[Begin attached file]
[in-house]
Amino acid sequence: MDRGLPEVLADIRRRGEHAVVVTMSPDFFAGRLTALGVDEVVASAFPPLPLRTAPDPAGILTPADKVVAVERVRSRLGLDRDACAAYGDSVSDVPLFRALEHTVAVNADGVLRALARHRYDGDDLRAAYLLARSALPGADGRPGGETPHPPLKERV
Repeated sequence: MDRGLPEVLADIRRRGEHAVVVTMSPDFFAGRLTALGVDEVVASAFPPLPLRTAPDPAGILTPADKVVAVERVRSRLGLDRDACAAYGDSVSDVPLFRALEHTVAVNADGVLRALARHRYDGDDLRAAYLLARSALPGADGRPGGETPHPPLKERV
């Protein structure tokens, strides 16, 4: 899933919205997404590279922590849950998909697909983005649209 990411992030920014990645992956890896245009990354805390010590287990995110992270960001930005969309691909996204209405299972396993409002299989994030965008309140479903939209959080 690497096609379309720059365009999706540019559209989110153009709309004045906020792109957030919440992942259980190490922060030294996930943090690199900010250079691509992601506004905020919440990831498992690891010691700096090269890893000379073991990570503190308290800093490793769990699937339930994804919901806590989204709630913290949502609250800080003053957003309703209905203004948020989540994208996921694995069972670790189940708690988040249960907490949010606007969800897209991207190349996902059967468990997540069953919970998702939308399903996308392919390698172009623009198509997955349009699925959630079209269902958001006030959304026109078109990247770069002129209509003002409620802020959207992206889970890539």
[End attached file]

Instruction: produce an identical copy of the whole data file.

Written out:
[in-house]
Amino acid sequence: MDRGLPEVLADIRRRGEHAVVVTMSPDFFAGRLTALGVDEVVASAFPPLPLRTAPDPAGILTPADKVVAVERVRSRLGLDRDACAAYGDSVSDVPLFRALEHTVAVNADGVLRALARHRYDGDDLRAAYLLARSALPGADGRPGGETPHPPLKERV
Repeated sequence: MDRGLPEVLADIRRRGEHAVVVTMSPDFFAGRLTALGVDEVVASAFPPLPLRTAPDPAGILTPADKVVAVERVRSRLGLDRDACAAYGDSVSDVPLFRALEHTVAVNADGVLRALARHRYDGDDLRAAYLLARSALPGADGRPGGETPHPPLKERV
């Protein structure tokens, strides 16, 4: 899933919205997404590279922590849950998909697909983005649209 990411992030920014990645992956890896245009990354805390010590287990995110992270960001930005969309691909996204209405299972396993409002299989994030965008309140479903939209959080 690497096609379309720059365009999706540019559209989110153009709309004045906020792109957030919440992942259980190490922060030294996930943090690199900010250079691509992601506004905020919440990831498992690891010691700096090269890893000379073991990570503190308290800093490793769990699937339930994804919901806590989204709630913290949502609250800080003053957003309703209905203004948020989540994208996921694995069972670790189940708690988040249960907490949010606007969800897209991207190349996902059967468990997540069953919970998702939308399903996308392919390698172009623009198509997955349009699925959630079209269902958001006030959304026109078109990247770069002129209509003002409620802020959207992206889970890539």